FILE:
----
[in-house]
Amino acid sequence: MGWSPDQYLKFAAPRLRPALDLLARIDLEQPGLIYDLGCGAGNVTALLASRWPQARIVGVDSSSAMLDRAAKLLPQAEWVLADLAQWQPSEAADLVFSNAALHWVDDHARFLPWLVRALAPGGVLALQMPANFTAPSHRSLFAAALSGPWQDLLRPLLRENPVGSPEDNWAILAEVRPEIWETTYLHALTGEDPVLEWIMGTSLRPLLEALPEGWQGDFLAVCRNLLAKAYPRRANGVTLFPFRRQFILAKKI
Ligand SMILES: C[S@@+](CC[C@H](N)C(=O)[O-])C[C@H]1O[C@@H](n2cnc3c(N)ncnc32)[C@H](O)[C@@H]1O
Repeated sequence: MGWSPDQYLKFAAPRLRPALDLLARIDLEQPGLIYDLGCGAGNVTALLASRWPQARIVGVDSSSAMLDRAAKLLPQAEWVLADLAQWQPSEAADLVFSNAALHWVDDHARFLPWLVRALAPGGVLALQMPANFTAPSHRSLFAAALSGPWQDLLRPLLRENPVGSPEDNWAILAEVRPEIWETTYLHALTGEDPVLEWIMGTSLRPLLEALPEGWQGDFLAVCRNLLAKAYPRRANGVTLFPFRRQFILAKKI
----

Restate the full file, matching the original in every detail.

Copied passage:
[in-house]
Amino acid sequence: MGWSPDQYLKFAAPRLRPALDLLARIDLEQPGLIYDLGCGAGNVTALLASRWPQARIVGVDSSSAMLDRAAKLLPQAEWVLADLAQWQPSEAADLVFSNAALHWVDDHARFLPWLVRALAPGGVLALQMPANFTAPSHRSLFAAALSGPWQDLLRPLLRENPVGSPEDNWAILAEVRPEIWETTYLHALTGEDPVLEWIMGTSLRPLLEALPEGWQGDFLAVCRNLLAKAYPRRANGVTLFPFRRQFILAKKI
Ligand SMILES: C[S@@+](CC[C@H](N)C(=O)[O-])C[C@H]1O[C@@H](n2cnc3c(N)ncnc32)[C@H](O)[C@@H]1O
Repeated sequence: MGWSPDQYLKFAAPRLRPALDLLARIDLEQPGLIYDLGCGAGNVTALLASRWPQARIVGVDSSSAMLDRAAKLLPQAEWVLADLAQWQPSEAADLVFSNAALHWVDDHARFLPWLVRALAPGGVLALQMPANFTAPSHRSLFAAALSGPWQDLLRPLLRENPVGSPEDNWAILAEVRPEIWETTYLHALTGEDPVLEWIMGTSLRPLLEALPEGWQGDFLAVCRNLLAKAYPRRANGVTLFPFRRQFILAKKI